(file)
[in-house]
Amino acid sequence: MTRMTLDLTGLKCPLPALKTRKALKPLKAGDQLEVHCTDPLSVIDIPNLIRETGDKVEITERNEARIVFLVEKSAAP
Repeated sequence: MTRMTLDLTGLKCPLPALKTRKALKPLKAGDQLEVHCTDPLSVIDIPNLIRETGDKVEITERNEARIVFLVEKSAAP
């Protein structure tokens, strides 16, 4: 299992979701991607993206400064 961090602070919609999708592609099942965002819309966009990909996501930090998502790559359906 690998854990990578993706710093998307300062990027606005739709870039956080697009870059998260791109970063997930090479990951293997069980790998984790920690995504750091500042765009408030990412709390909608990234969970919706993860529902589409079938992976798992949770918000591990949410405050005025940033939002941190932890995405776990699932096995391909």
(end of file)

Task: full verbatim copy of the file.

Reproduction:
[in-house]
Amino acid sequence: MTRMTLDLTGLKCPLPALKTRKALKPLKAGDQLEVHCTDPLSVIDIPNLIRETGDKVEITERNEARIVFLVEKSAAP
Repeated sequence: MTRMTLDLTGLKCPLPALKTRKALKPLKAGDQLEVHCTDPLSVIDIPNLIRETGDKVEITERNEARIVFLVEKSAAP
């Protein structure tokens, strides 16, 4: 299992979701991607993206400064 961090602070919609999708592609099942965002819309966009990909996501930090998502790559359906 690998854990990578993706710093998307300062990027606005739709870039956080697009870059998260791109970063997930090479990951293997069980790998984790920690995504750091500042765009408030990412709390909608990234969970919706993860529902589409079938992976798992949770918000591990949410405050005025940033939002941190932890995405776990699932096995391909």